I’ve been sort of avoiding my asana practice these last couple of days. Okay, maybe for the last couple of weeks. I mean I’ve been avoiding my regular home practice of yoga, which usually is a pleasing and daily occurrence. I’m not exactly sure why, although I’ve started to wonder. I’m still sitting in meditation in the mornings, but I haven’t felt like moving much.
Maybe it’s one of those practice plateaus, which I’ve hit before. Where things seem to level out or even stagnate for a bit, and then something new or vigorous emerges.
Today was a day for house cleaning and, because the sun was out, finally a day with a bit of gardening. The photo of the orchids on my blog comes from our yard, and inspired the name: Grow Yoga! The state of the garden usually reflects something about my inner state. (Right now, it’s a little chaotic and overgrown, but very green. The oxalis has almost completely taken over, again. As has the geranium. But the yerba buena looks great.)
And I was happily out there in the sunshine, thinking about how weeding is a kind of yoga and maybe this was my practice for the day….
But now that I’m blogging at the computer, still stubbornly resisting my yoga mat, I have to be honest about this. There is yoga in gardening, but gardening is not the same as yoga practice. Even when I throw in a few squats and forward folds as I pull the oxalis. It’s like when people say (and I’ve said this, too), “Gardening is my meditation.” Or, “Swimming is my meditation.”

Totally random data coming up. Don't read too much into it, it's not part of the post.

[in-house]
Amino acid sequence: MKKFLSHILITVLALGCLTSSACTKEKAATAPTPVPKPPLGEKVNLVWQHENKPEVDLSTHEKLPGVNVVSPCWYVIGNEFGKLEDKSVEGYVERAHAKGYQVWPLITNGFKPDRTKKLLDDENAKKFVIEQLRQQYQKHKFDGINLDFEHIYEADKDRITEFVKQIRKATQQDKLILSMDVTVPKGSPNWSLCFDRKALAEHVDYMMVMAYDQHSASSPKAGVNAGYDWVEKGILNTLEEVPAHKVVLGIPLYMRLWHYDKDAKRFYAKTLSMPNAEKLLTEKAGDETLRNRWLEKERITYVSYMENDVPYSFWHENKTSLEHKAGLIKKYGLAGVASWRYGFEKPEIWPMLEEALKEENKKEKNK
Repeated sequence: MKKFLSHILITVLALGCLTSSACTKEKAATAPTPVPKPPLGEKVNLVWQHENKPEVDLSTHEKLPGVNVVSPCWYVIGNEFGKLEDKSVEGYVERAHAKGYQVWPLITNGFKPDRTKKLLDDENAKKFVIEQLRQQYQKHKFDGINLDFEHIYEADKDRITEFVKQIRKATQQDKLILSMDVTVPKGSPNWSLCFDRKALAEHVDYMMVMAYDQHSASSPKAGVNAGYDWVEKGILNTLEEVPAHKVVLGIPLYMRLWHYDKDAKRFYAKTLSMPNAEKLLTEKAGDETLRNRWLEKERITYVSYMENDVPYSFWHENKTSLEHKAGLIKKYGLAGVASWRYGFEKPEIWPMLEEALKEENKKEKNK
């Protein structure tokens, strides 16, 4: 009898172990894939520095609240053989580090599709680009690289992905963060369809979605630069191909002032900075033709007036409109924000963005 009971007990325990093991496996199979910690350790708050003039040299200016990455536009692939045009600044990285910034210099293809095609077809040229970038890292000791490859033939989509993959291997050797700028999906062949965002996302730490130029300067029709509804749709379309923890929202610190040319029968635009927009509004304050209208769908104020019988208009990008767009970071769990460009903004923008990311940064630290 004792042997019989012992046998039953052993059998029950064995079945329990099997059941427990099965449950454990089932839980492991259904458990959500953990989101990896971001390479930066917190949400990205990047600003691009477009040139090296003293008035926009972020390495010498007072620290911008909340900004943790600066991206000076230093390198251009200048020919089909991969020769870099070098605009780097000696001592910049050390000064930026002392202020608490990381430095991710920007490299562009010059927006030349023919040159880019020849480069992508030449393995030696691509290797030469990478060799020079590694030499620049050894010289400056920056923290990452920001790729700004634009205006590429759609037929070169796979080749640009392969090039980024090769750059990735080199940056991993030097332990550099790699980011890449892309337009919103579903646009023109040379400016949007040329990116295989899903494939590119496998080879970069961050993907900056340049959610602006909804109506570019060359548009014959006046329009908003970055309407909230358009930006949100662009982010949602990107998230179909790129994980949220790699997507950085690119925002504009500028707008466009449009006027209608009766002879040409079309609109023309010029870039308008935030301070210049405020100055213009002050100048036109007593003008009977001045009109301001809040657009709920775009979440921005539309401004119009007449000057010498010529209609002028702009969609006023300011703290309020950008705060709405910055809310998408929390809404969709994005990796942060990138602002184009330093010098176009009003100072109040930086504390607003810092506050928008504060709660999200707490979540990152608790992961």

Usually the person saying this is explaining why they don’t have a formal sitting practice. Meaning: A regular, dedicated time to do nothing except sit in meditation.
Based on my own experience, gardening, swimming, and many, many other activities can be meditative. And they are not the same as meditation practice. With continuity of practice, any activity can be done with meditative awareness. The clarity and presence found in continuous practice continues to grow. But this is not the same as simply sitting down on the cushion or bench or chair and letting go of doing anything but being here, practicing meditating.
So I’d have to say: Meditation is my meditation. And I guess that means that asana is asana. So now, to that mat.